Written by vampirefan on 24 Oct, 2006
When John got down on one knee more than 11 years ago and proposed….of course I said yes. Followed by "now can we please get to the car it is cold." He had asked me to marry him at the beautiful duck pond near our…Read More
When John got down on one knee more than 11 years ago and proposed….of course I said yes. Followed by "now can we please get to the car it is cold." He had asked me to marry him at the beautiful duck pond near our apartment in Charlotte on a cold fall evening.
We chose a date in March that was my grandmother’s birthday to honor her. By the time we would be married I would be almost 31 and thoughts of a magnificent grand wedding had long gone. Granted these days that doesn’t make one a spinster, but still the lavish wedding would have been something I would have been more inclined to do in my 20’. Unfortunately in my 20’s I was quite enjoying single life and wasn’t inclined to think about weddings and husbands! I would also be starting to work on my BA that coming fall and crowds scared the bejesus out of John. So we settled on a small ceremony with only family. We didn’t want to go the way of a court house nor did we want a big church for only a handful of people. So a friend mentioned they had wedding chapels in the Pigeon Forge area and you could pick up your marriage licenses and get married in the same day. So that is what we did. We chose to only have our parents, John’s grandparents, my bother and sister-in-law, and her niece. Our wedding was intimate and perfect. Plus we must have done something right because this March we will celebrate 11 years of happiness. Sadly a feat that is hardly ever obtained by today’s married couples.
Pigeon Forge and the surrounding area is perfect for all size families, budgets, and tastes. It is also the perfect destination year round. In the spring time the place comes alive as the weather warms up and the mountains come to life with vivid green trees and wildflowers abound throughout. The summer offers summer fun with water parks, Dollywood, and temperatures that are a little more bearable that your typical southern destination. Fall will knock you out as the mountain forest is blanketed with hues of red, gold, and orange. The winter is an outdoor enthusiast’s paradise. This is also home to Dollywood. Dollywood is the brainchild of county music legend Dolly Parton. Also another reason why I liked this area. Though not a fan of country music, I absolutely adore Dolly with her Southern drawl and sass.
Dollywood is open from mid-March through the end of the year. Though not exactly a coaster enthusiast’s paradise, the park is still a big hit with the whole family. They offer rides and down home entertainment and even the occasional appearance by Dolly herself. Their newest wooden coaster has generated a buzz amongst coaster enthusiasts as one of the best wooden coasters in the country.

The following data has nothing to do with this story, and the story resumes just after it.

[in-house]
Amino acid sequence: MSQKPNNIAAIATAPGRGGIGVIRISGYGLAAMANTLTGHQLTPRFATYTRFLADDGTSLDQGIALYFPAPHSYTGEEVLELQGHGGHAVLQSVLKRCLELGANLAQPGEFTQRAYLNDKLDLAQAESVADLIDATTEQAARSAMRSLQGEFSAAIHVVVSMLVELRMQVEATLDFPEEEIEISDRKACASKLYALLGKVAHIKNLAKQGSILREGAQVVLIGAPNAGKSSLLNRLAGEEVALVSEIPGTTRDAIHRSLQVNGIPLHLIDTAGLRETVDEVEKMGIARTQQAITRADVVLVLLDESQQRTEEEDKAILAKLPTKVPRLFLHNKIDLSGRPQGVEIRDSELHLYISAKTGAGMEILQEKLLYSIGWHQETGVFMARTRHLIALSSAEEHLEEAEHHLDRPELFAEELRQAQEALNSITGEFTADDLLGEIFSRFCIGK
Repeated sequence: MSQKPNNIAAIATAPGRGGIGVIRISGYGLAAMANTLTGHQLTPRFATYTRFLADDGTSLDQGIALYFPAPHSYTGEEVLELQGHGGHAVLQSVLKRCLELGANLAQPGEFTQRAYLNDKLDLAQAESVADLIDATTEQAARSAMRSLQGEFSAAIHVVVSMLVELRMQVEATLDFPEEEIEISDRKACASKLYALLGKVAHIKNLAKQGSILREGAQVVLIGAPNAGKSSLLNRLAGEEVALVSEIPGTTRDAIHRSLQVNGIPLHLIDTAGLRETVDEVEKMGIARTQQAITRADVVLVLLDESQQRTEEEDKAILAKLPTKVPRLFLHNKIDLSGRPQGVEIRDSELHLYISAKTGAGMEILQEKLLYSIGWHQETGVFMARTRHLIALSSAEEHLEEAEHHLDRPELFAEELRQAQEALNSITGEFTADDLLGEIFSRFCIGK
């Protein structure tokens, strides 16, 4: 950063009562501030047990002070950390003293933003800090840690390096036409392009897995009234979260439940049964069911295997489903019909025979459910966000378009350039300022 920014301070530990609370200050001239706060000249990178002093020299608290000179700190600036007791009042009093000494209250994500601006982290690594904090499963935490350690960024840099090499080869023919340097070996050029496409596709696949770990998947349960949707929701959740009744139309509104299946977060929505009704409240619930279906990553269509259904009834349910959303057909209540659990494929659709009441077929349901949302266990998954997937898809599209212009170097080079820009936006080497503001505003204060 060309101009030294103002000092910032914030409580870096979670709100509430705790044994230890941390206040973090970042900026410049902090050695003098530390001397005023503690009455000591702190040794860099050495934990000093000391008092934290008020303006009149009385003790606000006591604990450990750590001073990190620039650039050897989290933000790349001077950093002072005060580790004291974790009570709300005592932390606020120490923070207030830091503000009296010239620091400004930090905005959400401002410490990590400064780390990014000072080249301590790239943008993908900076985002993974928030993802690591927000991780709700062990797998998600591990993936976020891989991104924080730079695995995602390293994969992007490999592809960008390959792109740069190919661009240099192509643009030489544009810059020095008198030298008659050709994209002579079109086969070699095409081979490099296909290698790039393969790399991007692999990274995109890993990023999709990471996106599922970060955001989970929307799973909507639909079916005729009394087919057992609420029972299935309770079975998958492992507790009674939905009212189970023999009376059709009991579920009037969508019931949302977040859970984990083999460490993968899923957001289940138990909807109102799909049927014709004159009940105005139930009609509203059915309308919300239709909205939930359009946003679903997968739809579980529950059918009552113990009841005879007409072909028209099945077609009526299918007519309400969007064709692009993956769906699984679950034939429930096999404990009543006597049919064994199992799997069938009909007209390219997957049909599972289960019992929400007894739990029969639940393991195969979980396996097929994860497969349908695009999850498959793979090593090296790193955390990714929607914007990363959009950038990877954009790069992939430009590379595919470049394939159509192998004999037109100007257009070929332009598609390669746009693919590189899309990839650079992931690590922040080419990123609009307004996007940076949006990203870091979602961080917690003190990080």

Year round sports fans will find the area to offer a variety of activities to keep you going. In the warmer months lace up your shoes and grab you camera and enjoy hiking in the lovely mountains and in the fall grab a sweater and come out and capture the beauty of the autumn trees. When the summer sun is bearing down on you, head out to the water and try white water rafting, guaranteed to give you a mega adrenalin rush, or just pop in an intertube and enjoying lazing down the river. In the winter grab your ski mask and hit the slopes at one of the areas premier ski slopes.
If your sporting adventures takes the form of indoor and in a shopping mall…then they have you covered as well. You won’t believe all the malls and shops here. Tangers, Belz, Z Buda, Pigeon Forge Outlet Mall, can all be found here. You can also find an abundance of small and welcoming shops offering everything from local made crafts, sports equipment, to fancy cowboy duds. While we were here I had to make sure I went to Kandlesticks. I always go when in Savannah and they have a location here as well. They make the most wonderful ribbon candles and you can even watch them being made. I also checked out the Mikasa and Pfaltzgraff outlets and found items here for my china patterns that I didn’t see at the store I registered at. My biggest find was a beautiful cocktail dress at the Liz Claiborne outlet that had been $180 for $15.
After you day of running around you will be happy to knows there is no shortage of dining options to be discovered. Everything from down home southern cuisine to new American cuisine and everything in between can be found along the highways, nestled in malls, and off the beaten path. Oh and don’t forget the BBQ. This is the south and we like BBQ here. Gatlinburg is even home to one of the newest Hard Rock Café’s.
If you like country music you will be in bumpkin heaven. Dollywood offers a variety of performances, and on an occasion even by the Queen of Country Music herself. There is also the Lee Greenwood Theater, Ronnie Millsap’s Keyboard Café, and Dolly’s Music Manson, Live from the Smokies, Eddie’s Heart and Soul Café, and Memories Theater. The Comedy Barn will keep you laughing throughout the night.
And don’t forget about the biggest attraction around…the Great Smoky Mountain National Parkway. More than 9 million folks come here every year to take in one of the most beautiful places on the planet. Thus making it one of the most visited National Parks. It belongs to the Appalachian Mountain Chain which is the oldest in North America. Of the 520,000 acres, approximately half sits in Tennessee. And the other half sits in my home state of NC. You will find more species of plant life here than anywhere else in North America. There are some 1500 types of plants, 130 types of trees, 30 varieties of orchids and grasses. Wildlife also flourishes in the mountains. 60 different species call this habitat home as do 80 species of reptiles and 70 types of fish. The Smoky Mountain are home to several endangered species and some species can only be found within the park. There are an estimated 400-600 black bears roaming the park and can stop traffic quicker than Johnny Depp can stop females in their track. There are also more than a dozen waterfalls in the area.
So as you can see, the area is suited for starting out a new life as husband and wife. With all the beautiful places to get married and the boundless options for entertainment and dining, you just can’t go wrong. So next time you need a perfect getaway or looking to get married…the Pigeon Forge/Gatlinburg area has it all. One visit and you know why this place is still beating in the heart of Dolly and all those who come to visit.